General Question

gondwanalon's avatar

How do you manage the climate control (warm & cool) inside your electric vehicle?

Asked by gondwanalon (22391points) 2 months ago

I suffer in silence (learned to keep my mouth shut) while riding as a passenger in my wife’s 2018 Toyota Prius Prime plug-in car. Always too cold in the winter and too hot in the summer. She’s all about saving energy by driving about 5 mph under the speed limit, braking very slowly (to “generate electricity”) and minuscule use of the car’s inside climate controls. She’s even slow to use the defrost. She brags about getting around 100 mpg.

When I’m in my 2017 Ford F-150 pickup I get about 19.5 mpg while enjoying powerful heater and AC.

How about you? Do you sacrifice comfort to save energy in your electric vehicle?

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17 Answers

zenvelo's avatar

I drive a hybrid. It does run the engine when it is cold. But I also use electric seat warmers.

Your complaint isn’t about the temperature in the car, but rather about your wife’s hypermiling. And driving an F150 gas guzzler is a rather aggressive response.

kritiper's avatar

Trying to save energy in an electric vehicle serves no purpose since no gasoline is being used to recharge the battery. And she probably doesn’t drive to maximize the total range of the battery, so she isn’t saving anything.

raum's avatar

I manage the climate control about the same whether I’m driving an electric car or gas.

Is that bad?

Zaku's avatar

Sounds like the vehicle commander is the issue, not the power system of the vehicle.

gorillapaws's avatar

It’s even better than a gas car. Sometime I have to be in another town that’s over an hour away and deliver some wine for a morning appointment. Instead of waking up super-early so I can drive to the warehouse to load up, then come home, shower, get dressed and then drive to my appointment, I’ll load up my EV the night before and set my car to “camping mode” that maintains a temperature all night while the car is plugged in and then I can leave at a normal time in the AM. Camping mode isn’t possible in gas cars unless you willing to idle the engine all night.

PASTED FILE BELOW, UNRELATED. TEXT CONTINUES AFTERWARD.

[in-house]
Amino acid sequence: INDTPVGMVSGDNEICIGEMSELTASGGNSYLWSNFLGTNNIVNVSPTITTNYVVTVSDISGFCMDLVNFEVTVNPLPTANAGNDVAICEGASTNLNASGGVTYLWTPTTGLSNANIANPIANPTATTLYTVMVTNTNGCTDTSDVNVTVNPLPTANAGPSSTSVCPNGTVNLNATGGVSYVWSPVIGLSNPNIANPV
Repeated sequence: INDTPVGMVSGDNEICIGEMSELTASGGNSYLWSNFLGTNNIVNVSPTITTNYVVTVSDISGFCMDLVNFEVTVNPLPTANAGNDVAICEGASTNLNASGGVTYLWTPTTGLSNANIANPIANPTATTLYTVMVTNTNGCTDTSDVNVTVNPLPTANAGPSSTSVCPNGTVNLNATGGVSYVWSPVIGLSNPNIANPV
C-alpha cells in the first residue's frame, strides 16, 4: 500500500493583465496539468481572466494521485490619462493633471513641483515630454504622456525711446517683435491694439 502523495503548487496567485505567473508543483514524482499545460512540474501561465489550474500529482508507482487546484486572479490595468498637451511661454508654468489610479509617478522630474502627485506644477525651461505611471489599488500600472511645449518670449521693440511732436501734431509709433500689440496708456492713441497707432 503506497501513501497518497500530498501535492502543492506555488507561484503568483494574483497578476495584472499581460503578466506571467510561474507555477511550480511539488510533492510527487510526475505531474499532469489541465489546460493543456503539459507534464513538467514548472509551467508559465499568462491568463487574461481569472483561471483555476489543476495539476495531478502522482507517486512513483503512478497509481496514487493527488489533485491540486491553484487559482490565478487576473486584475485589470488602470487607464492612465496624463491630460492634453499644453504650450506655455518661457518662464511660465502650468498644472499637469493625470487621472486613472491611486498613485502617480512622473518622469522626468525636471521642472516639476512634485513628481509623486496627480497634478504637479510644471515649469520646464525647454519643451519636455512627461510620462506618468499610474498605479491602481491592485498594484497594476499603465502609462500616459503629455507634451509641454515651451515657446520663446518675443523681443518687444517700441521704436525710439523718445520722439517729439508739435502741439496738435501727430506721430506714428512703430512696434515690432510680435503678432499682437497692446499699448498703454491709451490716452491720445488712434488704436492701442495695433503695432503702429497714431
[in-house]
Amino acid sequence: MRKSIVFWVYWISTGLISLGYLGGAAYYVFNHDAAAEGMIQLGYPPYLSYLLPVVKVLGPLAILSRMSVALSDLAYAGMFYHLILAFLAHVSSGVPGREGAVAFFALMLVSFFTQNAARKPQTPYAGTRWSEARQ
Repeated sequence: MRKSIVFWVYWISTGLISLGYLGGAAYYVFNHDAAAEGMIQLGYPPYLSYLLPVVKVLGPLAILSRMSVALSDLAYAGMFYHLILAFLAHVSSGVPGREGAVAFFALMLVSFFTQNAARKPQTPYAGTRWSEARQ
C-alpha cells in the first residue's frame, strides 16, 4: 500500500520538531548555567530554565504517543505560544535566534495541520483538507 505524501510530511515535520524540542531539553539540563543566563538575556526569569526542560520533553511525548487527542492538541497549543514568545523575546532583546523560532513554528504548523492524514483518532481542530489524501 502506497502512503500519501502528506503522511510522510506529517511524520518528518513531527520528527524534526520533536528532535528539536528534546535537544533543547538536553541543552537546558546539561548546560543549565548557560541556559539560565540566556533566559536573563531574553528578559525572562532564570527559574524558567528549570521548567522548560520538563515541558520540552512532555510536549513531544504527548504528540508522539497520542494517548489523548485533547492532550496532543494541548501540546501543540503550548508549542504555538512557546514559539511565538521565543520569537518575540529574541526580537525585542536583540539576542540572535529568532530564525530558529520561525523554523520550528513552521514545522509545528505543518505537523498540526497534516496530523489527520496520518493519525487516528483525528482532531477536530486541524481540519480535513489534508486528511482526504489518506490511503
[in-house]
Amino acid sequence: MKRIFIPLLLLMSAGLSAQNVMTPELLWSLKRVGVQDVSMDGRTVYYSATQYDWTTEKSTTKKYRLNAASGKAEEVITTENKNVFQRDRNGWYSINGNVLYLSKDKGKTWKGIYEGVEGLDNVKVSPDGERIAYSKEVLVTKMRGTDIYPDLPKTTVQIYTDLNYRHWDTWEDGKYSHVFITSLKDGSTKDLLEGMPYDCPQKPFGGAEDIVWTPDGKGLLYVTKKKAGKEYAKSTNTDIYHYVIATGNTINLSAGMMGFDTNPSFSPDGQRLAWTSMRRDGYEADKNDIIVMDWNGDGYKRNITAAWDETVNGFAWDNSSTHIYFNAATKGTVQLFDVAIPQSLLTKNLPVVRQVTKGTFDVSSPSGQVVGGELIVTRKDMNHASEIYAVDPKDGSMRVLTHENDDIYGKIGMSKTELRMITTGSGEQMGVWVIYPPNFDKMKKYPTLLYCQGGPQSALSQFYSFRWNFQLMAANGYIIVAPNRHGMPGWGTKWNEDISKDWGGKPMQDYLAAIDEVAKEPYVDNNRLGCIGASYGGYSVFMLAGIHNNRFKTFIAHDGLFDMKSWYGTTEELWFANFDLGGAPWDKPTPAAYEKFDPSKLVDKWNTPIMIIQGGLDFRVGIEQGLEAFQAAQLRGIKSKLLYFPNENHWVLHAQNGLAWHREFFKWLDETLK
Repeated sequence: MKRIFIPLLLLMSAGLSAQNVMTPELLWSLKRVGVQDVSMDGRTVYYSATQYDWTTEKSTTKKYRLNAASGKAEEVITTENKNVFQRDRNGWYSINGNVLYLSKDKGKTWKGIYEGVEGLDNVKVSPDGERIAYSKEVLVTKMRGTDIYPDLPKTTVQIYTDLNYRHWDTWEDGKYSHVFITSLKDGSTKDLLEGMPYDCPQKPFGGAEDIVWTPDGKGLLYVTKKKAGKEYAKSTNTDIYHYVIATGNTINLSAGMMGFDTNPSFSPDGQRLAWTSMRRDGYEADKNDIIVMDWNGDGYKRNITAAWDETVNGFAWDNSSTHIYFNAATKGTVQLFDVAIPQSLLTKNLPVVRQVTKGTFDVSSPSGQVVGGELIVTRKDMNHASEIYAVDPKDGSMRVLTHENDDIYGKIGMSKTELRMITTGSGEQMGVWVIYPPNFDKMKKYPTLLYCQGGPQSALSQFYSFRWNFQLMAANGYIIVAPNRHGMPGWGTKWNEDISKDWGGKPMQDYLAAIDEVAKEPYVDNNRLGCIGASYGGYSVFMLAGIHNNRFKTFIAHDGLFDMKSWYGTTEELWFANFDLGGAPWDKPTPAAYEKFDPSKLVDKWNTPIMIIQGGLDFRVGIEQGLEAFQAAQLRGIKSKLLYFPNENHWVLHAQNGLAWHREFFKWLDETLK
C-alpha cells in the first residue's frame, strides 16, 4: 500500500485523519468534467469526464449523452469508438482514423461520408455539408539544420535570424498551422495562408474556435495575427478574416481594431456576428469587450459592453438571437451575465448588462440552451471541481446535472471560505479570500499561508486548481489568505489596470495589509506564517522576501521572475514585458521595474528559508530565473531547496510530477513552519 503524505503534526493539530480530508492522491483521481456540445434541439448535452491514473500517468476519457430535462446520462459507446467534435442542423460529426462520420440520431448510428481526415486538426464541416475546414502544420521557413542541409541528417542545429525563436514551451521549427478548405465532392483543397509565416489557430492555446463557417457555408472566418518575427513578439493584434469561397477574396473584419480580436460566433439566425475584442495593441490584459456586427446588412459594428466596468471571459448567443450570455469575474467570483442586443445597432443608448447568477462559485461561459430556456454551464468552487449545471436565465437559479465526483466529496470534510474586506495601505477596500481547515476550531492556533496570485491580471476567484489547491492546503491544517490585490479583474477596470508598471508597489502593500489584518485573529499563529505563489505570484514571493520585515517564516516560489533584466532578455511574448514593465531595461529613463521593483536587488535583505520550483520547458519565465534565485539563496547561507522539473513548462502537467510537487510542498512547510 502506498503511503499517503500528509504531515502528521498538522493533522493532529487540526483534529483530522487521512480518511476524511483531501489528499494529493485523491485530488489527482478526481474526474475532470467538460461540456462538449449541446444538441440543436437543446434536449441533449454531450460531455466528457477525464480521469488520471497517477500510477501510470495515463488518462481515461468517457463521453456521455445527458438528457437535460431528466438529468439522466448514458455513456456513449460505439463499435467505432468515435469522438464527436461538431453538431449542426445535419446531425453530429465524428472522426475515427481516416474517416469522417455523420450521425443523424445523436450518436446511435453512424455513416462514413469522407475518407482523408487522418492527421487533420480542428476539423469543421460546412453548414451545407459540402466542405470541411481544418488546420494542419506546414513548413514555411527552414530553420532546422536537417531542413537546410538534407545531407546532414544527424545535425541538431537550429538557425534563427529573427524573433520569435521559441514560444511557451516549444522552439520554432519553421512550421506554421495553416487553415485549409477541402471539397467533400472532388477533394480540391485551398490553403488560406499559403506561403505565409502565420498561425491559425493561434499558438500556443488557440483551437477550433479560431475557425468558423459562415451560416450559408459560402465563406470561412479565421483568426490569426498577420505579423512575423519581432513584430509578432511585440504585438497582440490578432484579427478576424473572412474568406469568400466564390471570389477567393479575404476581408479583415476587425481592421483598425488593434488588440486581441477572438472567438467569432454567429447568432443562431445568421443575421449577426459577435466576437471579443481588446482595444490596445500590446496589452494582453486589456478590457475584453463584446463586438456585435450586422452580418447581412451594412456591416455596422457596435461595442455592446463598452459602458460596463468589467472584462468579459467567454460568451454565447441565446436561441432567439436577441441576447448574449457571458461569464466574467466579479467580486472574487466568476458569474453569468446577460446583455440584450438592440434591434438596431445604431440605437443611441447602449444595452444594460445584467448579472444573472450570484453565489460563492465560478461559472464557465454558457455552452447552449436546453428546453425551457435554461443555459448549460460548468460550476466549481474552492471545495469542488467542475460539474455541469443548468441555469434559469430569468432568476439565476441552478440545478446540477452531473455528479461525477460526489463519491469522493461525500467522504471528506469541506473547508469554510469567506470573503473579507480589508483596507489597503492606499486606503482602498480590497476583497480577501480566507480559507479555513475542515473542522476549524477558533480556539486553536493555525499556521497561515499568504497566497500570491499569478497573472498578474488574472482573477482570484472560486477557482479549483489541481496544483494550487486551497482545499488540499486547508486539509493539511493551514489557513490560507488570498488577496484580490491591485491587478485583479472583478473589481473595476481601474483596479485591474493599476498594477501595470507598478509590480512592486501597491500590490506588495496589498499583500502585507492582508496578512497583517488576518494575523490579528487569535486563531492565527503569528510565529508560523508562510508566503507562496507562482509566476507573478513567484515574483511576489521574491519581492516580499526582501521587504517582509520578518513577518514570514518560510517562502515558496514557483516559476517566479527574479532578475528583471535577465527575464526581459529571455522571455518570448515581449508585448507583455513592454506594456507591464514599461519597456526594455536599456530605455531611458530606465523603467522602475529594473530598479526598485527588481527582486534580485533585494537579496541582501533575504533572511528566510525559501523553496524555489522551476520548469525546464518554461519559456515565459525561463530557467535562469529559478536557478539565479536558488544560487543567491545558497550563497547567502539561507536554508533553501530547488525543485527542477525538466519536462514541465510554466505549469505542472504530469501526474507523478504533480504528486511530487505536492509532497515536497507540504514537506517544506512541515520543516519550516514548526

As for the temp driving around, I just set it to what I want and it maintains a nice 68 or sometimes 72 if it’s chilly outside. I wake up every morning with 60% charge (which is plenty for my needs in a day), unless I’m going to a neighboring city for the day, so I never have to worry about running out of juice.

Zaku's avatar

On some, you can tell it via wi fi, before you go out, to heat up the cabin, or even set a scheduled time when you want it to heat up. A gas car without enough computers/wifi could do that, but it would fill a garage with carbon monoxide if it did . . .

raum's avatar

@gorillapaws I did recently have a conversation about climate control though.

I think most people are similar to you. Maintain a certain temperature. Or slightly warmer than that on colder days.